Zachary Loeb, “All Hitherto Existing Media,” a review of Christian Fuchs, Social Media: A Critical Introduction.

Vauhini Vara, “Ello’s Anti-Facebook Movement.”

Jay Caspian King, “ISIS’s Call of Duty.”

Michael Agger, “The Minecraft Parent.”

“The White Women of Empire.”

Joe Fassler, “David Mitchell on How to Write: ‘Neglect Everything Else.'”

Jillian Steinhauer, “Why Artworks Are Like People.”

Sasha Simic, “A Critique of the Gotham Programme: Marxism and Superheroes.”

Peter Frase, “In Defense of Gamers.”

The Modernist Studies Association Conference is coming to Pittsburgh.

Steph Roman, “Final Fantasy XV’s All-Male Cast: Why This Is Problematic.”

And this is about the most adorable/punk rock thing ever: a fifth grader on The Dead Kennedys.

 

Humanities and Higher Education

Rebeccas Schuman generates some controversy with “Why Your Cousin with a PhD Is a Basket Case.” Because, as I posted a while ago, Amanda Ann Klein already basically wrote this (part 1 and part 2) at Judgmental Observer.

David Francis Mihalyfy, “Higher Education’s Aristocrats.”

Danny Dorling, “Tuition Fees: A Bonanza for the 1%.”

Jon Wu, “A Generic College Paper.”


Two New Poems: “Oceanic” and “Survival City”

September 28, 2014

I am delighted to say that two new poems of mine just went up at the Organism for Poetic Research‘s journal, PELT, in its third volume. The poems are “Oceanic” and “Survival City.”


Organism for Poetic Research Launches Volume 3 of PELT in NYC

September 23, 2014

PeltLaunch

For anyone in New York (I’m not, sadly), go check out the launch of volume 3 of PELT, a journal published by the Organism for Poetic Research, in which I have two poems. This volume of PELT is a special issue on “Sci-Pulp Poetics.” The launch will be accompanied by a reading at Wendy’s Subway this Friday, September 26th at 7:00 pm. Wendy’s Subway is at 722 Metropolitan Avenue, 2nd Floor, Brooklyn, New York 11206 and can be reached by taking the L train to Graham Ave.

There will be readings and performances by:
The Organism for Poetic Research
Anna Gurton-Wachter
Tiziana LaMelia
& Morgan Vo
Film Screenings by Amie Robinson (Nykur) and Sonia Levy (Pôle)
& more

The movie begins in this flat, journalistic style. A universe with a long natural history, spotted with strange and alluring artifacts of various ‘forerunner’ species. Plaster slides from the walls in the house it rains inside of; he feels for the tissue of sci-fi without the story. So, we invite the dystopian poetics of paranoia and ESP-powered feline-hybrids. “It is as if a cleavage, time, had opened in the floor.”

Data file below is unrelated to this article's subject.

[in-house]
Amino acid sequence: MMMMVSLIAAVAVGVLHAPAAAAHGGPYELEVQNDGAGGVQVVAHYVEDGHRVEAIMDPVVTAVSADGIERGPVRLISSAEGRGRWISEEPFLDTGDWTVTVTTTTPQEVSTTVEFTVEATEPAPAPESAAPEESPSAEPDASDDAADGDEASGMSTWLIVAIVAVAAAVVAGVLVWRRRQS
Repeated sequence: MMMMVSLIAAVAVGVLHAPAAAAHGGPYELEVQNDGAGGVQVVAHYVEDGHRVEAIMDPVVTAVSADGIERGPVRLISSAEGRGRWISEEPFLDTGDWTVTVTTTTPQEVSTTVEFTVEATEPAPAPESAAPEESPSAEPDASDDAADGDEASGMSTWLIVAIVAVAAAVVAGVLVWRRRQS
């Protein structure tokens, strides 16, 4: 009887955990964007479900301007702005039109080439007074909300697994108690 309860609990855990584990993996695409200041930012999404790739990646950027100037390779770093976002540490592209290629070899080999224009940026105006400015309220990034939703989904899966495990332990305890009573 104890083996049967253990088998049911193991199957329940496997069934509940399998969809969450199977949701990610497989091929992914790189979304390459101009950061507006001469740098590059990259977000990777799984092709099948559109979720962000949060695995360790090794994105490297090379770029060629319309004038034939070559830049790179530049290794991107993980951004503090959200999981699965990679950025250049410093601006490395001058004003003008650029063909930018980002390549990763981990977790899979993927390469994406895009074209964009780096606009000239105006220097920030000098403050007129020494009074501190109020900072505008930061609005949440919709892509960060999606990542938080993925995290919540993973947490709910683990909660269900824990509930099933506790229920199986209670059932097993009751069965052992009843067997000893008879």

The US Is Modernizing Its Nuclear Arsenal and Backsliding on Nuclear Promises

September 23, 2014

In the past two days it has been reported that the US is undertaking an “atomic revitalization,” and will spend a significant amount of money modernizing its nuclear arsenal. William J. Broad and David E. Sanger report on the new direction in US Nuclear policy for The New York Times in “U.S. Ramping Up Major Renewal in Nuclear Arms.” They write that there is a “nationwide wave of atomic revitalization that includes plans for a new generation of weapon carriers. A recent federal study put the collective price tag, over the next three decades, at up to a trillion dollars. This expansion comes under a president who campaigned for ‘a nuclear-free world’ and made disarmament a main goal of American defense policy. The original idea was that modest rebuilding of the nation’s crumbling nuclear complex would speed arms refurbishment, raising confidence in the arsenal’s reliability and paving the way for new treaties that would significantly cut the number of warheads. Instead, because of political deals and geopolitical crises, the Obama administration is engaging in extensive atomic rebuilding while getting only modest arms reductions in return.”

And the editorial board of the Times, in “Backsliding on Nuclear Promises,” also weighs in : “the Congressional Budget Office now estimates that Mr. Obama’s plans will cost $355 billion over the next decade; other studies put the price at $1 trillion over three decades. The wish list includes 12 new missile submarines, up to 100 new bombers, 400 land-based missiles, plus upgrades to eight major plants and laboratories. . . . Not only is this spending unwise and beyond what the nation can afford, multiple studies by the Government Accountability Office have described the modernization push as badly managed. In a statement released on Monday, nuclear weapons experts from the Arms Control Association, the Federation of American Scientists and others called the modernization plan excessive and said the country can reduce the number of missiles and bombers it buys and still maintain a safe and reliable nuclear arsenal. . . . Investing in nuclear security protects Americans more than unwise investment in new nuclear weapons.”